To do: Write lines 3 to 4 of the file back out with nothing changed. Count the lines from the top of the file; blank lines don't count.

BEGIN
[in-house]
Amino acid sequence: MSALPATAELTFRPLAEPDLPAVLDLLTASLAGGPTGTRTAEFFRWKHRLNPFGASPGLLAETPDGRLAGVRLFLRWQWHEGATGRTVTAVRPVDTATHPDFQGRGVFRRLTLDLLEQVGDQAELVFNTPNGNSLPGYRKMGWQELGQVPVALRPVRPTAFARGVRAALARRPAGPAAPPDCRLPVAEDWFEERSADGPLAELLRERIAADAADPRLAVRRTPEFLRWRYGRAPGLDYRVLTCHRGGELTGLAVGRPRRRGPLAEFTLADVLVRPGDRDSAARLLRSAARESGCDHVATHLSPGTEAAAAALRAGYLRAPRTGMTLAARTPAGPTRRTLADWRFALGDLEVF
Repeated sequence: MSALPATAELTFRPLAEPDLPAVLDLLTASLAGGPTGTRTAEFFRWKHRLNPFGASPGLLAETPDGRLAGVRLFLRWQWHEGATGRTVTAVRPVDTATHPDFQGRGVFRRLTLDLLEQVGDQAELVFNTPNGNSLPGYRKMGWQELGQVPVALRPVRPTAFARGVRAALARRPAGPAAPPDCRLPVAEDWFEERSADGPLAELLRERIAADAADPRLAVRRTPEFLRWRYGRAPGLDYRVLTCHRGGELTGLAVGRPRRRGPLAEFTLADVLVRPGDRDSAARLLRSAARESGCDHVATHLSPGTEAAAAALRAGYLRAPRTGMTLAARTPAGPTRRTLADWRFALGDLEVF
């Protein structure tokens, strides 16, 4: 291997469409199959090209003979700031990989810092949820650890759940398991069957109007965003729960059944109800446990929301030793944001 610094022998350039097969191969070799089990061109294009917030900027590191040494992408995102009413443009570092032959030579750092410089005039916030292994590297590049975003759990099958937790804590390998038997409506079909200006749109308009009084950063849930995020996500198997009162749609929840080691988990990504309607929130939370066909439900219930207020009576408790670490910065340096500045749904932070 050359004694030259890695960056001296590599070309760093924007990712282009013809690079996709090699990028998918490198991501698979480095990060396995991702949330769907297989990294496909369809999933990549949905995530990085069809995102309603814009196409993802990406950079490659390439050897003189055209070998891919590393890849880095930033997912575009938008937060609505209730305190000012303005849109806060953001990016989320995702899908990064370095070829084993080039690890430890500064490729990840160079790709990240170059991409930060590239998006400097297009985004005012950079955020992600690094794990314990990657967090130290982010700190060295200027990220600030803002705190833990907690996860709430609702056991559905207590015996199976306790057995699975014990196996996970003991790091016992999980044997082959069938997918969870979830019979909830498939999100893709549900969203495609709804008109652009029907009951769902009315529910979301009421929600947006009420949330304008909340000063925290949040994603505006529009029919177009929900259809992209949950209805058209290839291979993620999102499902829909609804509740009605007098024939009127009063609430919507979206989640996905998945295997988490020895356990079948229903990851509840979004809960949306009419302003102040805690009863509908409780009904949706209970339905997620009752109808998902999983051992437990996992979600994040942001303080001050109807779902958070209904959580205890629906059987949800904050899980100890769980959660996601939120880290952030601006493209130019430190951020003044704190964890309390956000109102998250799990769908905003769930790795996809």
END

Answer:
Repeated sequence: MSALPATAELTFRPLAEPDLPAVLDLLTASLAGGPTGTRTAEFFRWKHRLNPFGASPGLLAETPDGRLAGVRLFLRWQWHEGATGRTVTAVRPVDTATHPDFQGRGVFRRLTLDLLEQVGDQAELVFNTPNGNSLPGYRKMGWQELGQVPVALRPVRPTAFARGVRAALARRPAGPAAPPDCRLPVAEDWFEERSADGPLAELLRERIAADAADPRLAVRRTPEFLRWRYGRAPGLDYRVLTCHRGGELTGLAVGRPRRRGPLAEFTLADVLVRPGDRDSAARLLRSAARESGCDHVATHLSPGTEAAAAALRAGYLRAPRTGMTLAARTPAGPTRRTLADWRFALGDLEVF
């Protein structure tokens, strides 16, 4: 291997469409199959090209003979700031990989810092949820650890759940398991069957109007965003729960059944109800446990929301030793944001 610094022998350039097969191969070799089990061109294009917030900027590191040494992408995102009413443009570092032959030579750092410089005039916030292994590297590049975003759990099958937790804590390998038997409506079909200006749109308009009084950063849930995020996500198997009162749609929840080691988990990504309607929130939370066909439900219930207020009576408790670490910065340096500045749904932070 050359004694030259890695960056001296590599070309760093924007990712282009013809690079996709090699990028998918490198991501698979480095990060396995991702949330769907297989990294496909369809999933990549949905995530990085069809995102309603814009196409993802990406950079490659390439050897003189055209070998891919590393890849880095930033997912575009938008937060609505209730305190000012303005849109806060953001990016989320995702899908990064370095070829084993080039690890430890500064490729990840160079790709990240170059991409930060590239998006400097297009985004005012950079955020992600690094794990314990990657967090130290982010700190060295200027990220600030803002705190833990907690996860709430609702056991559905207590015996199976306790057995699975014990196996996970003991790091016992999980044997082959069938997918969870979830019979909830498939999100893709549900969203495609709804008109652009029907009951769902009315529910979301009421929600947006009420949330304008909340000063925290949040994603505006529009029919177009929900259809992209949950209805058209290839291979993620999102499902829909609804509740009605007098024939009127009063609430919507979206989640996905998945295997988490020895356990079948229903990851509840979004809960949306009419302003102040805690009863509908409780009904949706209970339905997620009752109808998902999983051992437990996992979600994040942001303080001050109807779902958070209904959580205890629906059987949800904050899980100890769980959660996601939120880290952030601006493209130019430190951020003044704190964890309390956000109102998250799990769908905003769930790795996809």